International Journal of Pure and Applied Zoology

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Research Article - International Journal of Pure and Applied Zoology (2022) Volume 10, Issue 11

DIVERSITY OF BIRDS AND BUTTERFLIES IN AND AROUND FROM POND IN NARASINGAM VILLAGE, MADURAI DISTRICT, TAMIL NADU STATE, INDIA

Selvaraj Selvamurugan*

Department of Clinical Development Service Agency, Translational Health Science and Technology Institute Building (THSTI), Faridabad-121001, India

Corresponding Author:
Selvaraj Selvamurugan
Department of Clinical Development Service Agency
Translational Health Science and Technology Institute Building (THSTI)
Faridabad-121001, India
E-mail: [email protected]

Received: 10-Oct-2022, Manuscript No. IJPAZ-22-76809; Editor assigned: 12-Oct-2022, PreQC No. IJPAZ-22-76809(PQ); Reviewed: 26-Oct-2022, QC No. IJPAZ-22-76809; Revised: 31-Oct-2022, Manuscript No. IJPAZ-22-76809(R); Published: 07-Nov-2022, DOI: 10.35841/2320-9585-10.11.151

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Abstract

Butterflies are important bio indicators which should be protected to conserve the biodiversity. The present investigation deals with observed in birds 26 species, 12 orders and 17 families recorded from during June 2021 to June 2022. Butterflies are 32 species and five families observed. In this paper showed the richness species of pond and conservation management.

Keywords

Birds, Butterflies, Fauna of Lake, Preliminary Study, Diversity.

Introduction

Bird community evaluation has become an important tool in biodiversity conservation and for identifying conservation actions in areas of high human pressure. All types of birds are incredibly fascinating and have captured our imagination since the earliest times. The Indian subcontinent is very rich in biodiversity. According to an estimate, 1300 bird species are found in Indian subcontinent, out of the more than 9000 bird species of the world and over 13% of the world’s bird fauna are found in India [1]. It is suggested that the avifauna is important for the good health of the ecosystem as these birds play various roles as scavengers, pollinators and predators of insect pests [2]. They are natural wonders of song, colour, flight and display. With so many diverse types of birds, learning about them is an exciting adventure. Birds contribute most significantly to the diversity of terrestrial habitats. Birds also have a special role in conservation as they not only help identify areas most worth saving, but also have the capacity to realize the significance of conservation [3].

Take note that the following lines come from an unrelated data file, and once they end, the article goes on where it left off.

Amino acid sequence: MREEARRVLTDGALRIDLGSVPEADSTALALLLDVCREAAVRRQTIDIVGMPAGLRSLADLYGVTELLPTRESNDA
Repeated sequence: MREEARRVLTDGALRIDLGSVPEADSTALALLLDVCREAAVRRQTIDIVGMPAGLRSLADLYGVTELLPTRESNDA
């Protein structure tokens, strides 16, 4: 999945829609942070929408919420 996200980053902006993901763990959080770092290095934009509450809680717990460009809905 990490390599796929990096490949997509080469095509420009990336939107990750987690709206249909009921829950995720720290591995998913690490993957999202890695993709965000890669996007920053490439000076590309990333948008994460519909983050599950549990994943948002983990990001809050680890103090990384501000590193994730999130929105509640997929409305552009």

Butterflies are the most beautiful, colourful and important group of insects in the world. These are very good pollinators as well as they play a role as predators, pests and weed killers Butterflies (as pollinators) contribute significantly to the growth, the maintenance, and an expansion of flora in tropical regions where these insects are abundant and diverse. Furthermore, butterflies are so sensitive to environmental changes and have been found as bio indicators, capable of indicating the environment's general health.

So far, 1501 species of butterflies have been recorded from the Indian region, with 350 species from Peninsular India, 331 species from the Western Ghats, and 313 species from South India [4]. The major forest areas in Tamil Nadu are divided into the Western and Eastern Ghats. When compared to the Western Ghats, the Eastern Ghats face intense pressure from all sides from people for fuel wood, fodder, medicinal plants, and illegal felling, causing it to lose forest cover at an unprecedented rate [5].

Many species are becoming increasingly rare, and some are on the verge of extinction, as a result of factors such as increased urbanisation, including roads and buildings, habitat destruction, fire, pesticide use, and an illegal trade. Butterflies, as one of the most studied insect groups, have been meticulously documented since the 18th century [6].

Deterioration of Pond water is also responsible for public health problems in surrounding area. Therefore, regular monitoring of pond water quality & pond ecosystem is necessary for taking appropriate environmental measures to protect & conserve pond water quality suitable for urban ecosystem.

Study site

Narasingam is a village located 8 km from Madurai on the road to Melur, in the Indian state of Tamil Nadu. It is named for the nearby cave temple dedicated to Yoga Narasimha Perumal, at the foot of the Yanaimalai hills. This temple was constructed in 770 A.D. by Madurakavi alias Marankaari who was the minister of the Madurai King Parantaka Nedunjadaiyan. Showing study area of Lotus pond and growing weeds in (Figure 1).

Figure 1: Study area–showing of pond in narasingam village,madurai district.

Results and Discussion

A total 26 species and 17 families recorded from during study period (Table 1). Following families viz., Ardeidae (4 species), Cuculidae (3 species), Columbidae (2 species), Threskiornithidae (2 species), Corvidae (2 species) Nectariniidae (2species) and followed by only one species namely are Coracidae, Coraciiformes, Dicruridae, Leiothrichidae, Monarchidae, Oriolidae, Phalacrocoracidae, Psittacidae, Stridae, Acrocephalida, Anatidae (Figure 2). Muralikrishnan, reported Urban ponds of Thirupparankundram and Koothiyarkundu, Madurai, During the study period, 49 species of birds belonging to 29 families under 42 genera were recorded [7].

S.No Scientific Name Common Name Order Family
1 Terpsiphone paradise Asian Paradise Flycatcher Passeriformes Monarchidae